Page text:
For starters, ITC plans to drive growth by vitalising its brand ‘Sunfeast’ through product innovation, contemporary packaging and targeted brand communication. A huge investment is also being planned for brand building and product development. At the same time, the company is looking at investments in building trade loyalty across channels and markets.

Elaborating further, Mr Dar said, “while ITC per se has no plans to rationalise its biscuits portfolio, we review the basket from time to time. Additions or deletions takes place on the basis of the market feedback and actual sales. The idea is to strengthen the winners and replace the average performers with potential winners from the biscuits stable. As of now, there is no product which does not contribute positively to the overall pool of contributions.”

Incidentally, a large proportion of the growth in the biscuits segment is coming from the mid-price offers growing at 35%. The mid-price offers is the non glucose segment and includes cookies and sandwich cream products.

“There are clear indications that consumers are upgrading to mid-price offers in line with the growth of packaged foods in the country. Since consumers are ready to pay for good quality and tasty products, we find a growing value for product quality and hygiene. Hence, our capacity additions will partly be in line with these requirements Mr Dar pointed out. The basic product glucose, however, continues to be largest category in terms of volumes.

Rajesh Exports to launch jewellery retail chain under `Shubh Jewellers’ brand

BANGALORE: Rajesh Exports (REL) has finalised the launch of its premium retail jewellery chain of stores under the brand name of ‘Shubh Jewellers’. The company is launching the chain under an associate type business model across four states in South India – Kerala, Tamil Nadu, Karnataka and Andhra Pradesh.
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REL has finalised associate agreements with jewellers for the launch of 100 ‘Shubh Jewellers’ stores across these states. An official release claims that REL has completed all the formalities including stocking of inventory for the launch of the first phase during the first week of December. ‘Shubh Jewellers’ will offer five thousand exclusively designed 22kts jewellery pieces to the customers with guarantee of purity at the lowest gold prices and making charges.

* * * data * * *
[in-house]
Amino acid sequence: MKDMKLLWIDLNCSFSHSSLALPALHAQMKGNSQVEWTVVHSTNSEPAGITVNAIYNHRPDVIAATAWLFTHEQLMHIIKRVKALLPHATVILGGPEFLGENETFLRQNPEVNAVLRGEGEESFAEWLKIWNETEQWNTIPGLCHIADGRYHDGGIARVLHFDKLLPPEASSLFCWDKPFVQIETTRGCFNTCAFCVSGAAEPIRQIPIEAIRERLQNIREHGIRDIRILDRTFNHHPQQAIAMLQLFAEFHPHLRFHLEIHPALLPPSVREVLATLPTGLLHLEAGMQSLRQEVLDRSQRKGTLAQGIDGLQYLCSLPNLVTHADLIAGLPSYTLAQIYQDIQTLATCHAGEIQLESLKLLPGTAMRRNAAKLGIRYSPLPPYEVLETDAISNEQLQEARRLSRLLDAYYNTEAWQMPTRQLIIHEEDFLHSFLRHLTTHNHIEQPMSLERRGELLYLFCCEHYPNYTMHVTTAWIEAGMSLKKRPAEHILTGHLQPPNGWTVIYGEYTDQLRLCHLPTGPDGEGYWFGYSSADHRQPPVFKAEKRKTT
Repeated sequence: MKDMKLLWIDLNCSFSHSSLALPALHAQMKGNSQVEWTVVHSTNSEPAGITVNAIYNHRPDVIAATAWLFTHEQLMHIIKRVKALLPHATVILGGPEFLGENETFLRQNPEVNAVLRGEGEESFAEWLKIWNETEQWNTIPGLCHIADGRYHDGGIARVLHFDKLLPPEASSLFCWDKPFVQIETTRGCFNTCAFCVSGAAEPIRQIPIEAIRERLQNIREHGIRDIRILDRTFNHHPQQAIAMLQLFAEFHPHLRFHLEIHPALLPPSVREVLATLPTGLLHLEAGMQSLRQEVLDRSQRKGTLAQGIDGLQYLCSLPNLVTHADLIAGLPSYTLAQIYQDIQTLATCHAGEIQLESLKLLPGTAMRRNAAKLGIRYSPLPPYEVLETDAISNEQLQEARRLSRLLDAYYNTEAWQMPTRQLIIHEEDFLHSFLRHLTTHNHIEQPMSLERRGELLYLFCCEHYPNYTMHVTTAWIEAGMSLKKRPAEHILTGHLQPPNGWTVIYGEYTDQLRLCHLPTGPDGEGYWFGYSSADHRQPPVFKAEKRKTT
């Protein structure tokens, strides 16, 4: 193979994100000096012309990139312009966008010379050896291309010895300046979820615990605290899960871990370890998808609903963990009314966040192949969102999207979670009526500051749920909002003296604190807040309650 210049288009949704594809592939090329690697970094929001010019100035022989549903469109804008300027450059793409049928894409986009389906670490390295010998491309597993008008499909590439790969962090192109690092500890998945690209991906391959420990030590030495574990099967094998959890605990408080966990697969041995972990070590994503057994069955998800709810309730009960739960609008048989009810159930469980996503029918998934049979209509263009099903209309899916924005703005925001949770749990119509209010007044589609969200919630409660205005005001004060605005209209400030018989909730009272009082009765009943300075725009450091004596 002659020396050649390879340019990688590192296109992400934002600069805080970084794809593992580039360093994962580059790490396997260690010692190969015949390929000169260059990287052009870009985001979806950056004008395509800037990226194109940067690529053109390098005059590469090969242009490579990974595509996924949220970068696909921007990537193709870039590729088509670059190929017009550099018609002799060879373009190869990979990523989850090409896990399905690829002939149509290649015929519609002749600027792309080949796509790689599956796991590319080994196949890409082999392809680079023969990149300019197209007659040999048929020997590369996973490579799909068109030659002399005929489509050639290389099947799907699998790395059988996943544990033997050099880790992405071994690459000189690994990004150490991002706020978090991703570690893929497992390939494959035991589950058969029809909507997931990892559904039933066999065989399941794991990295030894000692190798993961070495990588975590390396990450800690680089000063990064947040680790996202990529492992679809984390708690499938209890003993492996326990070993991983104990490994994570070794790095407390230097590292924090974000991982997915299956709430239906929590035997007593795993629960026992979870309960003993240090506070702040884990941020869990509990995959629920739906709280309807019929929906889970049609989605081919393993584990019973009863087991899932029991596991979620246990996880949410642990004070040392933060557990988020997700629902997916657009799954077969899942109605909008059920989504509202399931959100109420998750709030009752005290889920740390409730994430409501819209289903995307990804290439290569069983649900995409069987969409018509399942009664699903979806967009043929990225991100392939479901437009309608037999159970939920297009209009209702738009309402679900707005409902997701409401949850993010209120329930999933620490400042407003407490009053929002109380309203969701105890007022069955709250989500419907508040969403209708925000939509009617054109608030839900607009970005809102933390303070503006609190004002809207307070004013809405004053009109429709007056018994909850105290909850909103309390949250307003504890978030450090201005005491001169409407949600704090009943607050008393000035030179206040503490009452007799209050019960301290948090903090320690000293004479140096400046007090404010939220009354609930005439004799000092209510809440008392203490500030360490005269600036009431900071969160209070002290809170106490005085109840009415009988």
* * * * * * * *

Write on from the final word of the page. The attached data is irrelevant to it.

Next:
As reported earlier, REL purchased all the 30 outlet assets of OyzterBay in India and repositioned them under a new store brand name ‘Laabh’ (profit) to cater to the higher end of the jewelry market.

Last month, REL roped in Bollywood female actor Sharmila Tagore as brand ambassador. Through it’s internal team, REL has created 60, 40, 30, 20 and 10 second TVCs’ for its ‘Labh’ brand. The TVCs’ feature Tagore and have been directed by Hemant Hegde. REL’s promotion plans announced earlier had been delayed but, now, according to company sources, 40 and 20 second TVCs’ on all NDTV channels will commence in the first week of December. The campaign amount of Rs.300 million announced earlier has also been ramped up, avers a source at REL.REL is planning for two TV campaigns during the current financial year ending March 2008 – the first campaign between December and end January 2008, and the second campaign to commence in the second or third week of February 2008. The company is in talks with a couple of other channels for spots during the first phase.
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TVCs’ during the second phase will be in Hindi, English and most regional languages. REL plans to beam them across all national channels (GEC, news and lifestyle channels) and regional channels. According to industry sources the company’s negotiations are in advanced stages with ETV for ad spots.

REL who claim to be the largest gold jewelry manufacturers in the world had earlier joined up with Fossil, a leader in fashion watches and accessories in a 50:50 joint venture with Fossil India (FIL) with four main objectives – To set up a manufacturing base in India to manufacture watches and other accessories under known brands and distribute these products in India mainly through wholesale and other channels; Setup a retail network in India which would retail the products of Fossil and REL; Jointly create a range of designs which would be offered to the global markets by the already established global distribution network of Fossil; Distribute Fossil’s globally known brands through the REL network.

The arrangement has been delayed due to problems at the US` end of Fossil, but still very much on, according to industry sources.